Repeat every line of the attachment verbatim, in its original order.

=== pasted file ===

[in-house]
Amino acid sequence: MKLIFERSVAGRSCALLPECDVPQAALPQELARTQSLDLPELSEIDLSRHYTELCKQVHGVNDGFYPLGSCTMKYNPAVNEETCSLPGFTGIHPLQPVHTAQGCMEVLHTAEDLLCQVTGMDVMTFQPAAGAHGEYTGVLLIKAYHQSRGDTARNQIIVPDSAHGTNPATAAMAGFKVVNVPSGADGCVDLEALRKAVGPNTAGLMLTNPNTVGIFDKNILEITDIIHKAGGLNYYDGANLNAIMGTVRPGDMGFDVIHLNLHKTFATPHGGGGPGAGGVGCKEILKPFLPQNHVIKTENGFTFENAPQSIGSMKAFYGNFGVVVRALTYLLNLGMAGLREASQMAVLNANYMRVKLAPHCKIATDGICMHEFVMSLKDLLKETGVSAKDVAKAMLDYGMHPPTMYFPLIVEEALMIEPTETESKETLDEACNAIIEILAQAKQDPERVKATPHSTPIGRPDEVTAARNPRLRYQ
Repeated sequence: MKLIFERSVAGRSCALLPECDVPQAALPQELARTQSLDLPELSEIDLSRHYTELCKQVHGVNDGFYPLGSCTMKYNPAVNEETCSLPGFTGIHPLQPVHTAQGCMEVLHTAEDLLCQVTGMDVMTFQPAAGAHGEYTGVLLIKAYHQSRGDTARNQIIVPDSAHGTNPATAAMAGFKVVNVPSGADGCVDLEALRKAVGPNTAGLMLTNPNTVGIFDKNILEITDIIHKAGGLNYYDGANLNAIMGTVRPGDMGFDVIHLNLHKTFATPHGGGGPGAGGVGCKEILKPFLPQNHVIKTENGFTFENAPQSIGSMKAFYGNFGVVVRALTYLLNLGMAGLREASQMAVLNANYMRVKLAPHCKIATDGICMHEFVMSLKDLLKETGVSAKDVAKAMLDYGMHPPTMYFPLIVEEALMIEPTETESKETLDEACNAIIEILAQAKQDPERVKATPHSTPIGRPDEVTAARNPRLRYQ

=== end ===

[in-house]
Amino acid sequence: MKLIFERSVAGRSCALLPECDVPQAALPQELARTQSLDLPELSEIDLSRHYTELCKQVHGVNDGFYPLGSCTMKYNPAVNEETCSLPGFTGIHPLQPVHTAQGCMEVLHTAEDLLCQVTGMDVMTFQPAAGAHGEYTGVLLIKAYHQSRGDTARNQIIVPDSAHGTNPATAAMAGFKVVNVPSGADGCVDLEALRKAVGPNTAGLMLTNPNTVGIFDKNILEITDIIHKAGGLNYYDGANLNAIMGTVRPGDMGFDVIHLNLHKTFATPHGGGGPGAGGVGCKEILKPFLPQNHVIKTENGFTFENAPQSIGSMKAFYGNFGVVVRALTYLLNLGMAGLREASQMAVLNANYMRVKLAPHCKIATDGICMHEFVMSLKDLLKETGVSAKDVAKAMLDYGMHPPTMYFPLIVEEALMIEPTETESKETLDEACNAIIEILAQAKQDPERVKATPHSTPIGRPDEVTAARNPRLRYQ
Repeated sequence: MKLIFERSVAGRSCALLPECDVPQAALPQELARTQSLDLPELSEIDLSRHYTELCKQVHGVNDGFYPLGSCTMKYNPAVNEETCSLPGFTGIHPLQPVHTAQGCMEVLHTAEDLLCQVTGMDVMTFQPAAGAHGEYTGVLLIKAYHQSRGDTARNQIIVPDSAHGTNPATAAMAGFKVVNVPSGADGCVDLEALRKAVGPNTAGLMLTNPNTVGIFDKNILEITDIIHKAGGLNYYDGANLNAIMGTVRPGDMGFDVIHLNLHKTFATPHGGGGPGAGGVGCKEILKPFLPQNHVIKTENGFTFENAPQSIGSMKAFYGNFGVVVRALTYLLNLGMAGLREASQMAVLNANYMRVKLAPHCKIATDGICMHEFVMSLKDLLKETGVSAKDVAKAMLDYGMHPPTMYFPLIVEEALMIEPTETESKETLDEACNAIIEILAQAKQDPERVKATPHSTPIGRPDEVTAARNPRLRYQ